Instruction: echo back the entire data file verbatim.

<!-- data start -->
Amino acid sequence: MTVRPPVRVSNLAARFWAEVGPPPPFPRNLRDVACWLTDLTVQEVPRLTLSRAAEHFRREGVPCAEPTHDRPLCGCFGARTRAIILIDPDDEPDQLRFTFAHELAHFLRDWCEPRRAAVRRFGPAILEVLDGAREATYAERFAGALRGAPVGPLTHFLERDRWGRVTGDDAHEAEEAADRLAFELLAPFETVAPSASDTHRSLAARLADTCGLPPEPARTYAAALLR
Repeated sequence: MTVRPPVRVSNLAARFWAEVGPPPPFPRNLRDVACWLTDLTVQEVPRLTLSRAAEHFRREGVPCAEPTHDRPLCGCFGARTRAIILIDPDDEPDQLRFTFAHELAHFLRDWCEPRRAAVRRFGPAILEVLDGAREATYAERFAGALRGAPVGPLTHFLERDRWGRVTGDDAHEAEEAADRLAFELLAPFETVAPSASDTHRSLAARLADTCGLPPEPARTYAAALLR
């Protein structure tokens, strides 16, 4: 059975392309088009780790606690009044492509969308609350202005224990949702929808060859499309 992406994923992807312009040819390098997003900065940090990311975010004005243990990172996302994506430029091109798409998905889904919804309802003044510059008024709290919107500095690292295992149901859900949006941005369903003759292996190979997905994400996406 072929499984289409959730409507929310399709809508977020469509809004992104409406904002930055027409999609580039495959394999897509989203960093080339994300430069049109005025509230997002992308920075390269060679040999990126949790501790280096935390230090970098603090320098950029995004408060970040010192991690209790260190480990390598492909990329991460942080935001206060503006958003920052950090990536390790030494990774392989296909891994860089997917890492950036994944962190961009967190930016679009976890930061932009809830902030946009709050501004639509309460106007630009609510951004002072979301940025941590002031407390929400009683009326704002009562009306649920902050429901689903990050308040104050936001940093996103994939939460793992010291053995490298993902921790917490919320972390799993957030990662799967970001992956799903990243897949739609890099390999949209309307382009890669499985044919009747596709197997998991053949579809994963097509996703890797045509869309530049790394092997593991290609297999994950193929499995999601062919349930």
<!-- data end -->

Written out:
Amino acid sequence: MTVRPPVRVSNLAARFWAEVGPPPPFPRNLRDVACWLTDLTVQEVPRLTLSRAAEHFRREGVPCAEPTHDRPLCGCFGARTRAIILIDPDDEPDQLRFTFAHELAHFLRDWCEPRRAAVRRFGPAILEVLDGAREATYAERFAGALRGAPVGPLTHFLERDRWGRVTGDDAHEAEEAADRLAFELLAPFETVAPSASDTHRSLAARLADTCGLPPEPARTYAAALLR
Repeated sequence: MTVRPPVRVSNLAARFWAEVGPPPPFPRNLRDVACWLTDLTVQEVPRLTLSRAAEHFRREGVPCAEPTHDRPLCGCFGARTRAIILIDPDDEPDQLRFTFAHELAHFLRDWCEPRRAAVRRFGPAILEVLDGAREATYAERFAGALRGAPVGPLTHFLERDRWGRVTGDDAHEAEEAADRLAFELLAPFETVAPSASDTHRSLAARLADTCGLPPEPARTYAAALLR
């Protein structure tokens, strides 16, 4: 059975392309088009780790606690009044492509969308609350202005224990949702929808060859499309 992406994923992807312009040819390098997003900065940090990311975010004005243990990172996302994506430029091109798409998905889904919804309802003044510059008024709290919107500095690292295992149901859900949006941005369903003759292996190979997905994400996406 072929499984289409959730409507929310399709809508977020469509809004992104409406904002930055027409999609580039495959394999897509989203960093080339994300430069049109005025509230997002992308920075390269060679040999990126949790501790280096935390230090970098603090320098950029995004408060970040010192991690209790260190480990390598492909990329991460942080935001206060503006958003920052950090990536390790030494990774392989296909891994860089997917890492950036994944962190961009967190930016679009976890930061932009809830902030946009709050501004639509309460106007630009609510951004002072979301940025941590002031407390929400009683009326704002009562009306649920902050429901689903990050308040104050936001940093996103994939939460793992010291053995490298993902921790917490919320972390799993957030990662799967970001992956799903990243897949739609890099390999949209309307382009890669499985044919009747596709197997998991053949579809994963097509996703890797045509869309530049790394092997593991290609297999994950193929499995999601062919349930």